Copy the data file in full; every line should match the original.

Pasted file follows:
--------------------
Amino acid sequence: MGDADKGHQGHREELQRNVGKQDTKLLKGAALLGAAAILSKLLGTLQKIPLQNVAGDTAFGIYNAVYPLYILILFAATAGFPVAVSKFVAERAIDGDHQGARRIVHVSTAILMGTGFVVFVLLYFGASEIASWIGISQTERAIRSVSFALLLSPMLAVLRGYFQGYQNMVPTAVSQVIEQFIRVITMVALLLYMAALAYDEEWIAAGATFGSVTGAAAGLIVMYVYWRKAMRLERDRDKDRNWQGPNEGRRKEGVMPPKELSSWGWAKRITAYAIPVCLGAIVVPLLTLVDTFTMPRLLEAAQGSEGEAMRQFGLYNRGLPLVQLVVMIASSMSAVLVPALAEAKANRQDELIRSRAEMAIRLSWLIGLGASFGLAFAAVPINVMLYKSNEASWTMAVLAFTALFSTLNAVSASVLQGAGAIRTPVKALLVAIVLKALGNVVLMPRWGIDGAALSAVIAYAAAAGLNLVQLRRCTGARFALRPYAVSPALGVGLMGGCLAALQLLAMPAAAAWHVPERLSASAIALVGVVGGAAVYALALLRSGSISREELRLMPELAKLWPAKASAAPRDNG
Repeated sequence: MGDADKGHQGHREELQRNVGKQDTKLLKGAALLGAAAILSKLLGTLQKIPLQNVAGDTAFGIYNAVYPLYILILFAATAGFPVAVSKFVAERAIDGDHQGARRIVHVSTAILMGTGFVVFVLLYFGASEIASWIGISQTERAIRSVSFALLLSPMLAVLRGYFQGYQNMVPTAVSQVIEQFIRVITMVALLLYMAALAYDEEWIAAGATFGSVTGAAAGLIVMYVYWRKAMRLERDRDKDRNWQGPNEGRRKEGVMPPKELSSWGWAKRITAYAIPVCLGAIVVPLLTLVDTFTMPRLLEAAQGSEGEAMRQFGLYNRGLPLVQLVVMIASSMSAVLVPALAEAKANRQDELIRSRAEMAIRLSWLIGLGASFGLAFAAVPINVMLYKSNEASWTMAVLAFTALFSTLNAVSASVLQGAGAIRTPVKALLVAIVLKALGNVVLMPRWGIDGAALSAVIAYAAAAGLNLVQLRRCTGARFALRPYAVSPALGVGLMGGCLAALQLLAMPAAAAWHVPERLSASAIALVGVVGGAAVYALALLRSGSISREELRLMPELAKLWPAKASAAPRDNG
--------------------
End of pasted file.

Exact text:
Amino acid sequence: MGDADKGHQGHREELQRNVGKQDTKLLKGAALLGAAAILSKLLGTLQKIPLQNVAGDTAFGIYNAVYPLYILILFAATAGFPVAVSKFVAERAIDGDHQGARRIVHVSTAILMGTGFVVFVLLYFGASEIASWIGISQTERAIRSVSFALLLSPMLAVLRGYFQGYQNMVPTAVSQVIEQFIRVITMVALLLYMAALAYDEEWIAAGATFGSVTGAAAGLIVMYVYWRKAMRLERDRDKDRNWQGPNEGRRKEGVMPPKELSSWGWAKRITAYAIPVCLGAIVVPLLTLVDTFTMPRLLEAAQGSEGEAMRQFGLYNRGLPLVQLVVMIASSMSAVLVPALAEAKANRQDELIRSRAEMAIRLSWLIGLGASFGLAFAAVPINVMLYKSNEASWTMAVLAFTALFSTLNAVSASVLQGAGAIRTPVKALLVAIVLKALGNVVLMPRWGIDGAALSAVIAYAAAAGLNLVQLRRCTGARFALRPYAVSPALGVGLMGGCLAALQLLAMPAAAAWHVPERLSASAIALVGVVGGAAVYALALLRSGSISREELRLMPELAKLWPAKASAAPRDNG
Repeated sequence: MGDADKGHQGHREELQRNVGKQDTKLLKGAALLGAAAILSKLLGTLQKIPLQNVAGDTAFGIYNAVYPLYILILFAATAGFPVAVSKFVAERAIDGDHQGARRIVHVSTAILMGTGFVVFVLLYFGASEIASWIGISQTERAIRSVSFALLLSPMLAVLRGYFQGYQNMVPTAVSQVIEQFIRVITMVALLLYMAALAYDEEWIAAGATFGSVTGAAAGLIVMYVYWRKAMRLERDRDKDRNWQGPNEGRRKEGVMPPKELSSWGWAKRITAYAIPVCLGAIVVPLLTLVDTFTMPRLLEAAQGSEGEAMRQFGLYNRGLPLVQLVVMIASSMSAVLVPALAEAKANRQDELIRSRAEMAIRLSWLIGLGASFGLAFAAVPINVMLYKSNEASWTMAVLAFTALFSTLNAVSASVLQGAGAIRTPVKALLVAIVLKALGNVVLMPRWGIDGAALSAVIAYAAAAGLNLVQLRRCTGARFALRPYAVSPALGVGLMGGCLAALQLLAMPAAAAWHVPERLSASAIALVGVVGGAAVYALALLRSGSISREELRLMPELAKLWPAKASAAPRDNG